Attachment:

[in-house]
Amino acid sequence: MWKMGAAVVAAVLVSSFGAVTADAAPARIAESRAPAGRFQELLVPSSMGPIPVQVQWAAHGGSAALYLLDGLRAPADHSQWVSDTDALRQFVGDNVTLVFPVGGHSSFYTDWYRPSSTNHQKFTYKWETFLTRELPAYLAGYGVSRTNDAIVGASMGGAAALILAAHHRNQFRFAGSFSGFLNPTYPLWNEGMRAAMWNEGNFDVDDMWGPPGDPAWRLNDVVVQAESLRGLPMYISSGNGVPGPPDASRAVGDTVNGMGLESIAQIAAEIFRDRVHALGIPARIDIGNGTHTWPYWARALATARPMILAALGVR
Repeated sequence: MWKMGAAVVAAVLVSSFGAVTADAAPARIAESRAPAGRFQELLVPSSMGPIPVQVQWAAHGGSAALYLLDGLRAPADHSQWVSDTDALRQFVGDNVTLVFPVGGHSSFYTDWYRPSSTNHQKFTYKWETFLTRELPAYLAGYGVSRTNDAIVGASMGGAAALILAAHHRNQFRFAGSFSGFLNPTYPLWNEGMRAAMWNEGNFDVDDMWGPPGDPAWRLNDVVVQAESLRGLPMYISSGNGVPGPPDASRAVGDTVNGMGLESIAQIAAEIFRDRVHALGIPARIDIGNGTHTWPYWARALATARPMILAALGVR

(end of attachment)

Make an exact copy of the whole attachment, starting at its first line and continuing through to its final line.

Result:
[in-house]
Amino acid sequence: MWKMGAAVVAAVLVSSFGAVTADAAPARIAESRAPAGRFQELLVPSSMGPIPVQVQWAAHGGSAALYLLDGLRAPADHSQWVSDTDALRQFVGDNVTLVFPVGGHSSFYTDWYRPSSTNHQKFTYKWETFLTRELPAYLAGYGVSRTNDAIVGASMGGAAALILAAHHRNQFRFAGSFSGFLNPTYPLWNEGMRAAMWNEGNFDVDDMWGPPGDPAWRLNDVVVQAESLRGLPMYISSGNGVPGPPDASRAVGDTVNGMGLESIAQIAAEIFRDRVHALGIPARIDIGNGTHTWPYWARALATARPMILAALGVR
Repeated sequence: MWKMGAAVVAAVLVSSFGAVTADAAPARIAESRAPAGRFQELLVPSSMGPIPVQVQWAAHGGSAALYLLDGLRAPADHSQWVSDTDALRQFVGDNVTLVFPVGGHSSFYTDWYRPSSTNHQKFTYKWETFLTRELPAYLAGYGVSRTNDAIVGASMGGAAALILAAHHRNQFRFAGSFSGFLNPTYPLWNEGMRAAMWNEGNFDVDDMWGPPGDPAWRLNDVVVQAESLRGLPMYISSGNGVPGPPDASRAVGDTVNGMGLESIAQIAAEIFRDRVHALGIPARIDIGNGTHTWPYWARALATARPMILAALGVR